Defining Military Objectives in War on Terrorism

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When he was a general, Colin Powell issued a checklist of very limited circumstances for the use of US military force. Now, Secretary of State Powell is in Pakistan to update coalition leaders of his assessment on US air strikes on Afghanistan and what's likely to happen next. Can terrorism be stopped by military action alone? What strategy will the US pursue after toppling the Taliban? We get conflicting views over America's use of military power in its war on terrorism and its pursuit of world peace, from the military, national security analysts, hawks and doves.
  • Newsmaker: Pakistan Denies Advising US to Take Out Taliban Leader - As Secretary of State Colin Powell arrived in Pakistan today, anti-US forces were calling for a general strike and a fragile ten-month truce with India had just been broken. Jack Kelley, of USA Today, was in Islamabad to interviewed Pakistani President Musharraf. Kelly says that Musharraf "shot from the hip and from the heart,"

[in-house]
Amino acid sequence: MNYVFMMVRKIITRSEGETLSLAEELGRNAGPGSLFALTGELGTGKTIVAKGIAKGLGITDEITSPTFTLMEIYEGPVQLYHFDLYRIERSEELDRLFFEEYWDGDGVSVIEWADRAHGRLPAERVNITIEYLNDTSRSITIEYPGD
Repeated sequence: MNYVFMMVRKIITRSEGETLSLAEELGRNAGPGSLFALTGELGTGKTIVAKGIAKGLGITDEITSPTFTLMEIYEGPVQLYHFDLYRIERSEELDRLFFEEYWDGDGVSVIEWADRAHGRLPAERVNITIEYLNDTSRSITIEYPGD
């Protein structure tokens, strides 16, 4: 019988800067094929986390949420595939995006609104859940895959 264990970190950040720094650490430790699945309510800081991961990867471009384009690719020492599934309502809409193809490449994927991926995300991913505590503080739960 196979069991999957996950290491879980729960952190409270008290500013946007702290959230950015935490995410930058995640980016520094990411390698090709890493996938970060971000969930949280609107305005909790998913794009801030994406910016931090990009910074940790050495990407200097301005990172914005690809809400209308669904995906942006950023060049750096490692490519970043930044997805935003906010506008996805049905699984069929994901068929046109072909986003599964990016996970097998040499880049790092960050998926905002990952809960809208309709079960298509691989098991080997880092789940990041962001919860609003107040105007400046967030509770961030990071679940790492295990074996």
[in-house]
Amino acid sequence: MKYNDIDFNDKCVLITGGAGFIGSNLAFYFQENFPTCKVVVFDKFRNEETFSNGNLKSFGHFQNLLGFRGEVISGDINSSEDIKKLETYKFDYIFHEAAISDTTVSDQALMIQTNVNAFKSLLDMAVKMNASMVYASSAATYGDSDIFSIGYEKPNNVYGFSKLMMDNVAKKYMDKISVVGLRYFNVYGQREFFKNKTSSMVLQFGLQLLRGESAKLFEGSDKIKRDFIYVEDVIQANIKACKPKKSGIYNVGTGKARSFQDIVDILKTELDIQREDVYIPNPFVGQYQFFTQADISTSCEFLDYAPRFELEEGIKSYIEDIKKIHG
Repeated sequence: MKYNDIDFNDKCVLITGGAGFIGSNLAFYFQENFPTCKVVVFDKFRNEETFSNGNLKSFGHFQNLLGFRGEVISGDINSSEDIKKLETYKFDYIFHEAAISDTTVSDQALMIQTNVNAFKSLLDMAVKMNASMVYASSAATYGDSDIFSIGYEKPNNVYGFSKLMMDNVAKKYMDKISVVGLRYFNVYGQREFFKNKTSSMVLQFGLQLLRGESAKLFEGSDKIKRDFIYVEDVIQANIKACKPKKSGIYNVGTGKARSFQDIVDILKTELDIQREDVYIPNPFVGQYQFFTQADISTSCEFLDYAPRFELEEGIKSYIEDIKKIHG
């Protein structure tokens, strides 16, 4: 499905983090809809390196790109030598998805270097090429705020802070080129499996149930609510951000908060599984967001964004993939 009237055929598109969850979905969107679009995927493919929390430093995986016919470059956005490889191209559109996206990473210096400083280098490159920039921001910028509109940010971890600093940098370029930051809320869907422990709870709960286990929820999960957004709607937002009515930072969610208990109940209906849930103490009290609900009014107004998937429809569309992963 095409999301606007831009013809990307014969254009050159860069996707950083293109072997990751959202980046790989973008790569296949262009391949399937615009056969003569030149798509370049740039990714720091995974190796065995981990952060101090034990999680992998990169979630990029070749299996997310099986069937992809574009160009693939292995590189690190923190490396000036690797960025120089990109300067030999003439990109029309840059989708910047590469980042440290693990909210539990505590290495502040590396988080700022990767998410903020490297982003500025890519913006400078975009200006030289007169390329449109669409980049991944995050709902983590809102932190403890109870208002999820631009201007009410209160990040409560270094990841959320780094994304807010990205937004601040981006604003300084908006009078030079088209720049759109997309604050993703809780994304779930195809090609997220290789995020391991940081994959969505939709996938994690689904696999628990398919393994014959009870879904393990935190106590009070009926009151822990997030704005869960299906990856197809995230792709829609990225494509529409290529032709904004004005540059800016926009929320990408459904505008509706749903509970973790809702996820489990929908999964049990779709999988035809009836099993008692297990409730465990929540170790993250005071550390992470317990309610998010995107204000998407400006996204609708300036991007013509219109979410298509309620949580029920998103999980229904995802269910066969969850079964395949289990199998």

• Reporter's Notebook: Americans Can Deal with the Trauma of September 11 - Since September 11, mental health care workers have offered support to a traumatized nation that's feeling a new sense of vulnerability. But even in New York City, there are reports that children are resisting crisis counseling in favor of their studies. Psychiatrist Sally Satel cautions that counseling may actually exacerbate the trauma.

American Enterprise Institute

Jane's World Armies

National Center for Economic and Security Alternatives

Peace Action

Project for the New American Century

Program on General Disarmament

US Department of State

USA Today



Warren Olney